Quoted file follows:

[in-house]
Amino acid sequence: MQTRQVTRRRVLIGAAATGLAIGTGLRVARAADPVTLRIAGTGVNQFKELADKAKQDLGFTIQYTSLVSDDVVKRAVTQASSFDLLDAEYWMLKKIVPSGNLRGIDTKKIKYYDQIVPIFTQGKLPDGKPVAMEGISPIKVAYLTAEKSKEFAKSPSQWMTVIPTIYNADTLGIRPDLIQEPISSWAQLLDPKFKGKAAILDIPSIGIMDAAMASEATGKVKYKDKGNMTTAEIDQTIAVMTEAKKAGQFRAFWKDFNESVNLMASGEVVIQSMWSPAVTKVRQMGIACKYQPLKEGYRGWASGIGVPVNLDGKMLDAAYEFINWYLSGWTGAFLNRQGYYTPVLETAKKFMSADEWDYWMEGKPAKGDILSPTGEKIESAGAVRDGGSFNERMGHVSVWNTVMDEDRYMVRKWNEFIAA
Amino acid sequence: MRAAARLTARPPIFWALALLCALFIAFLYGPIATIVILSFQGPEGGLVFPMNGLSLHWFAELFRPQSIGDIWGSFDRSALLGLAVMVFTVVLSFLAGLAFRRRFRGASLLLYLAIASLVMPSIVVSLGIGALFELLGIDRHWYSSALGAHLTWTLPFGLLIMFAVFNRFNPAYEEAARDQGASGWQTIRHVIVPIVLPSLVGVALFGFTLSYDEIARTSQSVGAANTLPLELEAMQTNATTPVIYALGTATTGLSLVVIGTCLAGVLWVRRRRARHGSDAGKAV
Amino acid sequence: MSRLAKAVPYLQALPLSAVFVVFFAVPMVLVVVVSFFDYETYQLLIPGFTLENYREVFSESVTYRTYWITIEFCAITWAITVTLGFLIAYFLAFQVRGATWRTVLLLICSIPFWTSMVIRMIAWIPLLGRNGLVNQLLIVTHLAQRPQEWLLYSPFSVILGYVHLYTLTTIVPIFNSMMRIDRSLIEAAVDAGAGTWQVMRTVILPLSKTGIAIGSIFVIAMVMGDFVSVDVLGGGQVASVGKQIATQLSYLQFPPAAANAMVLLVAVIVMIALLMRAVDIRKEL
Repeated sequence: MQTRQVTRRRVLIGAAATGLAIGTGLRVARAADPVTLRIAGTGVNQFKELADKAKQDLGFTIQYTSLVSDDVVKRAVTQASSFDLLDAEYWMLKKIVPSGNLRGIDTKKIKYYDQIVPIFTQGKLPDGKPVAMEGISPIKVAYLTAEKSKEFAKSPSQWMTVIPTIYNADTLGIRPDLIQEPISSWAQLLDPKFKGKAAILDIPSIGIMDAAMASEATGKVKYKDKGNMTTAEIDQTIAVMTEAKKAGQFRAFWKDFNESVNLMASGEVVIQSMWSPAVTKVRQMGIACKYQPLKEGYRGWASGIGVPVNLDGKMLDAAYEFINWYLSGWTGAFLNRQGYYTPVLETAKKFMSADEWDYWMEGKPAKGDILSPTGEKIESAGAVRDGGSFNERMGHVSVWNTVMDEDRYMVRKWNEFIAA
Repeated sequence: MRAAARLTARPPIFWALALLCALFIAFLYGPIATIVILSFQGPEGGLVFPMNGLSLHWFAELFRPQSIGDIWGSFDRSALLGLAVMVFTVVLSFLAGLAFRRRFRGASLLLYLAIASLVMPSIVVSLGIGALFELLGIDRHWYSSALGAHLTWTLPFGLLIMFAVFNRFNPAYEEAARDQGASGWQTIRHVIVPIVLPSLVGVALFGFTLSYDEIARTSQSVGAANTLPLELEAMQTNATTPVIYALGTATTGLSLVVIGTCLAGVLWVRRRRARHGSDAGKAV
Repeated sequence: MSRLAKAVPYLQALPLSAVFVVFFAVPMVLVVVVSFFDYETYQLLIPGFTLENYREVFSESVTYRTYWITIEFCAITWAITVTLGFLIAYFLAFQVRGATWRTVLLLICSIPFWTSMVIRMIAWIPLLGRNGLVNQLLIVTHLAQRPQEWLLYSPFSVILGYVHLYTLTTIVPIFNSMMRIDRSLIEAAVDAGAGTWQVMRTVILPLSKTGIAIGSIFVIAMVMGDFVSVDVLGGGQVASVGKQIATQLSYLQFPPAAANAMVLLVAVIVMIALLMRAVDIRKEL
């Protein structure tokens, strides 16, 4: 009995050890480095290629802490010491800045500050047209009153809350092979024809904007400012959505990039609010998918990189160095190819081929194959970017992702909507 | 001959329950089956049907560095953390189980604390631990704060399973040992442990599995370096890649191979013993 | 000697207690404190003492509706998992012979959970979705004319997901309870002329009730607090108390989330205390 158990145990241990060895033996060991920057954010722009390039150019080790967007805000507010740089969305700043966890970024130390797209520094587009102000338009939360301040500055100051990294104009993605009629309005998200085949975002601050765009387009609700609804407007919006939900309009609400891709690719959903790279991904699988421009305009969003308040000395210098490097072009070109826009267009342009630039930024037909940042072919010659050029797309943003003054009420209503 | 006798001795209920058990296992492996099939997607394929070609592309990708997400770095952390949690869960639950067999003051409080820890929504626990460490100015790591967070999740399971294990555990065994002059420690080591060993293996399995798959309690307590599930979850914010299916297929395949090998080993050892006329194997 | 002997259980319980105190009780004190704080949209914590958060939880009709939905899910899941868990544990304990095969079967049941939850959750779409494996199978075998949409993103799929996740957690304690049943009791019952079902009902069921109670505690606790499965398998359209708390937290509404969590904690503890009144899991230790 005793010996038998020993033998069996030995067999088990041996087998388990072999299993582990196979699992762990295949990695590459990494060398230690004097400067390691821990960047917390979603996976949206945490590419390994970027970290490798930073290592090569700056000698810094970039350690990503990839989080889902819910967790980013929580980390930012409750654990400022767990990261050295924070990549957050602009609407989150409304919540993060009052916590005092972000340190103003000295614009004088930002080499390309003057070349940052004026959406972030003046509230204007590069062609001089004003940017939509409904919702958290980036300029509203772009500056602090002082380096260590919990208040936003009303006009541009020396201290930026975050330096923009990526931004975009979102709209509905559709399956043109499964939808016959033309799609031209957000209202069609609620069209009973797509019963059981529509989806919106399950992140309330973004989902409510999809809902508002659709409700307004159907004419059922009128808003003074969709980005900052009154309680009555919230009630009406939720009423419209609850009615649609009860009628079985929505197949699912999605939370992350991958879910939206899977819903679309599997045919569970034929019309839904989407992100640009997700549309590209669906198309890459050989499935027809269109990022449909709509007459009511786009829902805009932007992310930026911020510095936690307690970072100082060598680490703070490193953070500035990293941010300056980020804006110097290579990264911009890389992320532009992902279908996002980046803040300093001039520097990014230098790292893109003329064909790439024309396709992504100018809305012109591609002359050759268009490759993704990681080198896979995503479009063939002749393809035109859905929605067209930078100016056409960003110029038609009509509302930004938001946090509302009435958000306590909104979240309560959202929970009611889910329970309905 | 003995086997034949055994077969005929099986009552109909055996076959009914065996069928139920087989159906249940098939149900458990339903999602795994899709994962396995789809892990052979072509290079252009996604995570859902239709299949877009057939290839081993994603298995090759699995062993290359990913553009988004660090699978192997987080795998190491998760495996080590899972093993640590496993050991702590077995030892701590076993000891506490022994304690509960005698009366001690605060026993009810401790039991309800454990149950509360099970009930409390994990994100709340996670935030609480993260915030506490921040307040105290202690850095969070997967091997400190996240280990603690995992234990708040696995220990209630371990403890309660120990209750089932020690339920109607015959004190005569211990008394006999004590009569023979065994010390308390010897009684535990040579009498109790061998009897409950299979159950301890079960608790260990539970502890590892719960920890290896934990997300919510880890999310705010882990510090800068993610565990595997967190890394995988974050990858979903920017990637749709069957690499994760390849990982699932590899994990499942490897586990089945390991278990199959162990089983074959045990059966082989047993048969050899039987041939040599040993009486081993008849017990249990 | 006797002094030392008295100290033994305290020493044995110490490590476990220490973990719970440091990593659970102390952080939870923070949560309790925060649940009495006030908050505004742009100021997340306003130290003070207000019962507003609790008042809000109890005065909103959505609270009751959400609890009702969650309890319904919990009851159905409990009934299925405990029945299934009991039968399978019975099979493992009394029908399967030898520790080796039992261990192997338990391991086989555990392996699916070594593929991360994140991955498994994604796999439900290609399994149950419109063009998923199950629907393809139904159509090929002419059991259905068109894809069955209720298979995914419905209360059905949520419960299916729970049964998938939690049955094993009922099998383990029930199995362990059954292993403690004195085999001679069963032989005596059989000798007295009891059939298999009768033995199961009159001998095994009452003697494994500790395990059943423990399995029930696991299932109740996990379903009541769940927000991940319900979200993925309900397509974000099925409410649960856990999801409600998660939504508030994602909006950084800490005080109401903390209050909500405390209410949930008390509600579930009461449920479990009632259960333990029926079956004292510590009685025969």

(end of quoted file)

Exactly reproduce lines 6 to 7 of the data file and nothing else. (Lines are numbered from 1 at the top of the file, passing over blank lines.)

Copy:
Repeated sequence: MRAAARLTARPPIFWALALLCALFIAFLYGPIATIVILSFQGPEGGLVFPMNGLSLHWFAELFRPQSIGDIWGSFDRSALLGLAVMVFTVVLSFLAGLAFRRRFRGASLLLYLAIASLVMPSIVVSLGIGALFELLGIDRHWYSSALGAHLTWTLPFGLLIMFAVFNRFNPAYEEAARDQGASGWQTIRHVIVPIVLPSLVGVALFGFTLSYDEIARTSQSVGAANTLPLELEAMQTNATTPVIYALGTATTGLSLVVIGTCLAGVLWVRRRRARHGSDAGKAV
Repeated sequence: MSRLAKAVPYLQALPLSAVFVVFFAVPMVLVVVVSFFDYETYQLLIPGFTLENYREVFSESVTYRTYWITIEFCAITWAITVTLGFLIAYFLAFQVRGATWRTVLLLICSIPFWTSMVIRMIAWIPLLGRNGLVNQLLIVTHLAQRPQEWLLYSPFSVILGYVHLYTLTTIVPIFNSMMRIDRSLIEAAVDAGAGTWQVMRTVILPLSKTGIAIGSIFVIAMVMGDFVSVDVLGGGQVASVGKQIATQLSYLQFPPAAANAMVLLVAVIVMIALLMRAVDIRKEL